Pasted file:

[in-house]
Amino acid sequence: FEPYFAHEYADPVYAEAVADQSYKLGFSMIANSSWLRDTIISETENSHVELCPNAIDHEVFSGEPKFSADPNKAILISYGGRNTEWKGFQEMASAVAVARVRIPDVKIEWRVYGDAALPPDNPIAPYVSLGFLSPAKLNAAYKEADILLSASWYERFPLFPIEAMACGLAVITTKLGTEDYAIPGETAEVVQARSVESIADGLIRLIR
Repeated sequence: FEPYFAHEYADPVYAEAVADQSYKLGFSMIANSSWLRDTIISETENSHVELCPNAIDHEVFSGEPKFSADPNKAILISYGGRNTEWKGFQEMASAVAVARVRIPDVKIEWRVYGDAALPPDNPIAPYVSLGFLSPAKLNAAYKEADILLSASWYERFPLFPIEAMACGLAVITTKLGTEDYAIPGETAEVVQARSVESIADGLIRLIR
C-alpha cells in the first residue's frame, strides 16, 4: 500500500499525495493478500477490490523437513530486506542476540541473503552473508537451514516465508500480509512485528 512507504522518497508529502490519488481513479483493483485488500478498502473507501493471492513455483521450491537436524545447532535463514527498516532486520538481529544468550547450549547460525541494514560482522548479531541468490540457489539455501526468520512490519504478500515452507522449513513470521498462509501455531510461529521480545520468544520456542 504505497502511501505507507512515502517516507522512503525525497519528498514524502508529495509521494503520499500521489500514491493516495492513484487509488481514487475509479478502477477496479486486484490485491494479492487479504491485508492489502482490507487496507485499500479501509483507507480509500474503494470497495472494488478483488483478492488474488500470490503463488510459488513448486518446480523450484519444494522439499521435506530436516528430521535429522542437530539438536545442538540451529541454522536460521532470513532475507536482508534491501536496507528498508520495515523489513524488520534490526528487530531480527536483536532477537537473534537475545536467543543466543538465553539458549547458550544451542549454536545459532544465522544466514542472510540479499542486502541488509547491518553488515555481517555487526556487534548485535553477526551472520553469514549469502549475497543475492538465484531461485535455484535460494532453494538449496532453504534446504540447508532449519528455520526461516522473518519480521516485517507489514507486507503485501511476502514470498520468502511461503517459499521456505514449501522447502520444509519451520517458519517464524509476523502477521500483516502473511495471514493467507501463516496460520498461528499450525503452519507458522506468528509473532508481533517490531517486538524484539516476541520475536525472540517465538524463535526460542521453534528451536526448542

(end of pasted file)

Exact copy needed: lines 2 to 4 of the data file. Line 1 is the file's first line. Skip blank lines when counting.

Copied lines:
Amino acid sequence: FEPYFAHEYADPVYAEAVADQSYKLGFSMIANSSWLRDTIISETENSHVELCPNAIDHEVFSGEPKFSADPNKAILISYGGRNTEWKGFQEMASAVAVARVRIPDVKIEWRVYGDAALPPDNPIAPYVSLGFLSPAKLNAAYKEADILLSASWYERFPLFPIEAMACGLAVITTKLGTEDYAIPGETAEVVQARSVESIADGLIRLIR
Repeated sequence: FEPYFAHEYADPVYAEAVADQSYKLGFSMIANSSWLRDTIISETENSHVELCPNAIDHEVFSGEPKFSADPNKAILISYGGRNTEWKGFQEMASAVAVARVRIPDVKIEWRVYGDAALPPDNPIAPYVSLGFLSPAKLNAAYKEADILLSASWYERFPLFPIEAMACGLAVITTKLGTEDYAIPGETAEVVQARSVESIADGLIRLIR
C-alpha cells in the first residue's frame, strides 16, 4: 500500500499525495493478500477490490523437513530486506542476540541473503552473508537451514516465508500480509512485528 512507504522518497508529502490519488481513479483493483485488500478498502473507501493471492513455483521450491537436524545447532535463514527498516532486520538481529544468550547450549547460525541494514560482522548479531541468490540457489539455501526468520512490519504478500515452507522449513513470521498462509501455531510461529521480545520468544520456542 504505497502511501505507507512515502517516507522512503525525497519528498514524502508529495509521494503520499500521489500514491493516495492513484487509488481514487475509479478502477477496479486486484490485491494479492487479504491485508492489502482490507487496507485499500479501509483507507480509500474503494470497495472494488478483488483478492488474488500470490503463488510459488513448486518446480523450484519444494522439499521435506530436516528430521535429522542437530539438536545442538540451529541454522536460521532470513532475507536482508534491501536496507528498508520495515523489513524488520534490526528487530531480527536483536532477537537473534537475545536467543543466543538465553539458549547458550544451542549454536545459532544465522544466514542472510540479499542486502541488509547491518553488515555481517555487526556487534548485535553477526551472520553469514549469502549475497543475492538465484531461485535455484535460494532453494538449496532453504534446504540447508532449519528455520526461516522473518519480521516485517507489514507486507503485501511476502514470498520468502511461503517459499521456505514449501522447502520444509519451520517458519517464524509476523502477521500483516502473511495471514493467507501463516496460520498461528499450525503452519507458522506468528509473532508481533517490531517486538524484539516476541520475536525472540517465538524463535526460542521453534528451536526448542